__After__the squares are selected, each row and each column is assigned a unique digit, chosen at random, from 0-9. Squares become winning squares after the first three quarters and after the final score by using the ending digit of the score. So, if after the first quarter, the score is Home Team 14 Visiting Team 3, then the square identified by the row with the number "4" and the column with the number "3" is the winning square for that quarter. It is possible that a single square wins more than one time throughout the game. What strategies can you employ for this game in terms of how many squares you can pick and how those squares are configured?

### Best Numbers

If you knew which rows and columns would get assigned which digits, then you'd want the best numbers for each of the quarters (Q1-Q4) and the final score (FS). Here are the probabilities that have shown up using 5220 professional football game box scores (quarter by quarter scores) from 1994 (when the two point conversion rule was adopted) through the entire 2013-2014 season.

This shows that overall for Q1-Q3,FS, the numbers 0 (especially in the first quarter) and 7 are the best, 3 and 4 are good, 6 and 1 are OK, and 8, 9, 2, and 5 are not so good (unless the score that day happens to turn out to be 42 to 35!).

But the overall numbers only tell part of the story. You have a combination of numbers - one number for each team. Depending on which of your numbers corresponds to the favorite and underdog team does matter. Here is an expanded table showing the relative value of all the possible combinations of digits for Q1-Q3,FS. This table shows what your numbers are worth relative to the others. The 0-0 and 7-0 (favorite-underdog) squares are the best and worth about 8x the average square. The 2-2 rarely shows up and is worth only about 1/40th (0.02) of an average square's value.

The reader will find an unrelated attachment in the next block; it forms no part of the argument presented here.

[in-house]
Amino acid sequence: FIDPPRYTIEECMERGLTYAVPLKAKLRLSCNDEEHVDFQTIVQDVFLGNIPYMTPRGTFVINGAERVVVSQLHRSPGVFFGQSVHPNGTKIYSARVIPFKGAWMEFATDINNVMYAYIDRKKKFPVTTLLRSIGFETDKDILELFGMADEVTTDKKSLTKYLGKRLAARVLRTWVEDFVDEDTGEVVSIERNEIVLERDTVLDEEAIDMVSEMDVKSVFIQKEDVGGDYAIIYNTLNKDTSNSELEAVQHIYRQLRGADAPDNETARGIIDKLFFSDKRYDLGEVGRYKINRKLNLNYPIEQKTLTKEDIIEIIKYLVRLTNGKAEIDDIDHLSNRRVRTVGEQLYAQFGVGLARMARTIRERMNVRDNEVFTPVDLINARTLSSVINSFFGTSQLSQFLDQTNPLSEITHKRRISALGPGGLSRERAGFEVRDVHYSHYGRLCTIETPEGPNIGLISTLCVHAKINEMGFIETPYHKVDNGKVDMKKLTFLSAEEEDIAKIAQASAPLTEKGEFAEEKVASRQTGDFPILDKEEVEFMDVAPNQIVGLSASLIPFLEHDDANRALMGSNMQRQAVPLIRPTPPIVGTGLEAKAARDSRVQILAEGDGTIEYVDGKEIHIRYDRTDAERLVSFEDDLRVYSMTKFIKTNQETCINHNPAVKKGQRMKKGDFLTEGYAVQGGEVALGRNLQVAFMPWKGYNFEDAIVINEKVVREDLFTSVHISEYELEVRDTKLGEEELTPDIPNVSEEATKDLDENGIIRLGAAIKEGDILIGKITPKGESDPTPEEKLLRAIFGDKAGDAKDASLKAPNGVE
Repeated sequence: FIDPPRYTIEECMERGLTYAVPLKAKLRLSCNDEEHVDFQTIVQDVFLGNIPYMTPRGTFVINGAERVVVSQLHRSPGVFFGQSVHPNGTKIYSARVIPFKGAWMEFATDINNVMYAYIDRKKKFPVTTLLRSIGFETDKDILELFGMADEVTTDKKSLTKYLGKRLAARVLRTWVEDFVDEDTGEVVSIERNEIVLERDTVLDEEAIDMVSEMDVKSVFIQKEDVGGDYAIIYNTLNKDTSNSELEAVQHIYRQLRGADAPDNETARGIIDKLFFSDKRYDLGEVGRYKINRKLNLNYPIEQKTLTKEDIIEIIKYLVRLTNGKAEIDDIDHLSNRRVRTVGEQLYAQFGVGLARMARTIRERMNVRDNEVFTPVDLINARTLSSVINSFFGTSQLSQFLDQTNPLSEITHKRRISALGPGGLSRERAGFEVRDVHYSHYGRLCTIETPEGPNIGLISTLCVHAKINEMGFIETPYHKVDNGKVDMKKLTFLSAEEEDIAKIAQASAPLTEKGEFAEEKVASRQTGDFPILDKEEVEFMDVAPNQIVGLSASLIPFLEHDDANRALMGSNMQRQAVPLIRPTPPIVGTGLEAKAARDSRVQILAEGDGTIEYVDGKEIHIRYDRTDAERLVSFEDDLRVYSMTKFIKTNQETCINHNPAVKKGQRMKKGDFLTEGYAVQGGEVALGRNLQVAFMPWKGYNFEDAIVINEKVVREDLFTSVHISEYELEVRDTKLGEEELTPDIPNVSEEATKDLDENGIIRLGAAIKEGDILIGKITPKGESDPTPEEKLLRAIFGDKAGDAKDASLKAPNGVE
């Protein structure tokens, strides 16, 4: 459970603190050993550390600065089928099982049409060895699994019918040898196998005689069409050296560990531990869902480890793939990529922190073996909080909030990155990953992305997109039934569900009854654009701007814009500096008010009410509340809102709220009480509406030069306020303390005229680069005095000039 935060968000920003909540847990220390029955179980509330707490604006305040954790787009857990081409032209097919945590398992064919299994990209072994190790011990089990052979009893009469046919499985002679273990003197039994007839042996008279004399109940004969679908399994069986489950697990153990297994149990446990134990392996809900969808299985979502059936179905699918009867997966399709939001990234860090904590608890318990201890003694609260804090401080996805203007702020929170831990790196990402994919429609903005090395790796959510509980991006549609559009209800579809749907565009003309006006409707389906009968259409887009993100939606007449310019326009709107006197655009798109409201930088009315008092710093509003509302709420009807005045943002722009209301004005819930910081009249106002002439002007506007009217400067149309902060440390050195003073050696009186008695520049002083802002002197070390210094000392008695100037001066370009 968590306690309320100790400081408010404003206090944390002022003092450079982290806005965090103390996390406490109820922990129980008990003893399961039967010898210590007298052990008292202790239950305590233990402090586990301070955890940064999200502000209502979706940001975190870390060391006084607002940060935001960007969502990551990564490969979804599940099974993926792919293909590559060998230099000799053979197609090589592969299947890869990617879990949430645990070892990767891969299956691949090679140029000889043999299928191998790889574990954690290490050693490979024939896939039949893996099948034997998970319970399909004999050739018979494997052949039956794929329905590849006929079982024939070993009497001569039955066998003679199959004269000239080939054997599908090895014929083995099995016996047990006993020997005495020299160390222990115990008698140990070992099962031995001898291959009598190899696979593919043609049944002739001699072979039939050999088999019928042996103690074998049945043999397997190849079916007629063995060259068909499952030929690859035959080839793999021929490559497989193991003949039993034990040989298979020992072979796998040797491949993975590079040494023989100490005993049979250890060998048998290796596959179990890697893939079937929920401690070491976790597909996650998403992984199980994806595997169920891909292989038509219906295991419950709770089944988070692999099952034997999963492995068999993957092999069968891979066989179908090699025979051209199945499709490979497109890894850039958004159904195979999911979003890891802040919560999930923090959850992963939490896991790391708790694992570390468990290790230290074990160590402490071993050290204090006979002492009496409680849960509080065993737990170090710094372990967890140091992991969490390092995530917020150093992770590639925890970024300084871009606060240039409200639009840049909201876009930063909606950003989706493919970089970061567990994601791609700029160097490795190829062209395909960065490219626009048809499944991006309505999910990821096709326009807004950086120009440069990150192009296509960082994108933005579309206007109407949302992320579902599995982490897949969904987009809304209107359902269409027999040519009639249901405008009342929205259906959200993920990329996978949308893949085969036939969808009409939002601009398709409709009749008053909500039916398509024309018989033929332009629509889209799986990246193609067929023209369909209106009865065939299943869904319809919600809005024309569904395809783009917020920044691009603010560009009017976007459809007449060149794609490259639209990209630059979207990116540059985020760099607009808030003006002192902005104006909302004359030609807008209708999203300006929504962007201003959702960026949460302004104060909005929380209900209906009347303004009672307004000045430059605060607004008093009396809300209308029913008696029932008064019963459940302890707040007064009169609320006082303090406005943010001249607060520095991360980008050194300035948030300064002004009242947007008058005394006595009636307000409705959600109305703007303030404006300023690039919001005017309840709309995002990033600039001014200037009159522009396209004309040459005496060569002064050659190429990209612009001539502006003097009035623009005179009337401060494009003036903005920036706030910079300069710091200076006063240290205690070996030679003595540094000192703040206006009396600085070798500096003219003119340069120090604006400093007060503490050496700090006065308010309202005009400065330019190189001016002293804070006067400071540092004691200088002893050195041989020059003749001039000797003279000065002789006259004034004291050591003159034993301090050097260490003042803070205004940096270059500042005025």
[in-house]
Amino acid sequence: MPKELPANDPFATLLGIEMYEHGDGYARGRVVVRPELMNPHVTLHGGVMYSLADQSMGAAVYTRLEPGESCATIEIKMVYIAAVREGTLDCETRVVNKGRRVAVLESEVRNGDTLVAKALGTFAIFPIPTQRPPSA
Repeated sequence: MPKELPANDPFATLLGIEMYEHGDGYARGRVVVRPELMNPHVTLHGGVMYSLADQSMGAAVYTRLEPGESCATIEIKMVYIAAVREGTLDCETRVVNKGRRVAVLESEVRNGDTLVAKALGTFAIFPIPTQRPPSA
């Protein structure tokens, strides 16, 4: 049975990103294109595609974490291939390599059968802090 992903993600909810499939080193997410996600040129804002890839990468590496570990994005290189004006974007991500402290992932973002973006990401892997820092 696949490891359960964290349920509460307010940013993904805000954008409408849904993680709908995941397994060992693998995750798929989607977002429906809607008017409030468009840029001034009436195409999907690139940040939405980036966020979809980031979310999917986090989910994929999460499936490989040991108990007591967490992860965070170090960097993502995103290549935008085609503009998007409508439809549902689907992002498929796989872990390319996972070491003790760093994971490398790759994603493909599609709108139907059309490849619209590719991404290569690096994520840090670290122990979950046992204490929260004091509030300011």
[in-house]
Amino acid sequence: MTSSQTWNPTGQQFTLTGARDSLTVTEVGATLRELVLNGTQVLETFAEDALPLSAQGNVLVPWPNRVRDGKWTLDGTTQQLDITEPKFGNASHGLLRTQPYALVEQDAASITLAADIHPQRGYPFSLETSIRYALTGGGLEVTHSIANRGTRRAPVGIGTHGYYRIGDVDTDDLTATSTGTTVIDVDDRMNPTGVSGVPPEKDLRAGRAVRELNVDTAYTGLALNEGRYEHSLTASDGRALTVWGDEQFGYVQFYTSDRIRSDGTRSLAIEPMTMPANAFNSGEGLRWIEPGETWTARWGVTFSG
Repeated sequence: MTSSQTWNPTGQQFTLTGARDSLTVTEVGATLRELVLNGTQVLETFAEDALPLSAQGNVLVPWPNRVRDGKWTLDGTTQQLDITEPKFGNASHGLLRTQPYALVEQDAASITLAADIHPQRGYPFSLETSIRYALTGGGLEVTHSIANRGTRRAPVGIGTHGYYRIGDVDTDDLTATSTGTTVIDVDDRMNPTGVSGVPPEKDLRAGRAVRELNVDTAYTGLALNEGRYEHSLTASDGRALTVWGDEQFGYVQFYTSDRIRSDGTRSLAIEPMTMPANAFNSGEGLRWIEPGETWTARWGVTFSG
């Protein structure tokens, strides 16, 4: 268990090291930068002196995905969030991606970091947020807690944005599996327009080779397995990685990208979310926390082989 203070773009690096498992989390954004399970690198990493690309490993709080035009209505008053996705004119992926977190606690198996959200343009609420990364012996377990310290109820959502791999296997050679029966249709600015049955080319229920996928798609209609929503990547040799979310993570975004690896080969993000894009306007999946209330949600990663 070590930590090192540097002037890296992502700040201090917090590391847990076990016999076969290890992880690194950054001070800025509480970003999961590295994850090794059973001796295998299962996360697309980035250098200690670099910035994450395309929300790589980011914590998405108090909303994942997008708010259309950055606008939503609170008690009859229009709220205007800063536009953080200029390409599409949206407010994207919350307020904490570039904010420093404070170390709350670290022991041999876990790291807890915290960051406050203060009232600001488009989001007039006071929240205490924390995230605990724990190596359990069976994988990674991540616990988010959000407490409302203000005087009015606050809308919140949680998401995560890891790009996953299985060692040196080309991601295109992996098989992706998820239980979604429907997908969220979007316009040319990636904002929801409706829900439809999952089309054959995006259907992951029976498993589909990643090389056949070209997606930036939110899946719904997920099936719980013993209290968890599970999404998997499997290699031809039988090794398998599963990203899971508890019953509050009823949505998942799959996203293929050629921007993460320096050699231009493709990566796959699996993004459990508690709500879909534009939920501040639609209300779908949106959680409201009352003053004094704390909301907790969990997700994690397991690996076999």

### The Strategy

The bottom line is that Football Squares a fair game, such that over the long term, it makes no difference as to what squares you select in terms of how many winning squares you are likely to collect. Someone who has no knowledge of football is expected to win just as many squares as anyone else choosing the same number of squares. This bottom line, however, does not mean that you can't use a strategy. A strategy can be used to affect the likelihood of certain outcomes in any one game. In short, you can trade a small increased chance that you won't win any squares for a much larger chance that you'll win two, three, or even (although rare) four squares in a single game.

Using the 5220 professional football game box scores (1994-2013 regular season), over one billion computer simulations have been run where squares are picked, a game is chosen, and rows and columns assigned random 0-9 digits. It turns out there are 60 unique configurations you can select up to five squares given the digits for rows and columns are random. Over a billion simulations are needed because there are 4,124,276,932,608,000,000 total possibilities (10! x 10! x 5220 x 60 - that's over 4 quintillion or 4 billion billion).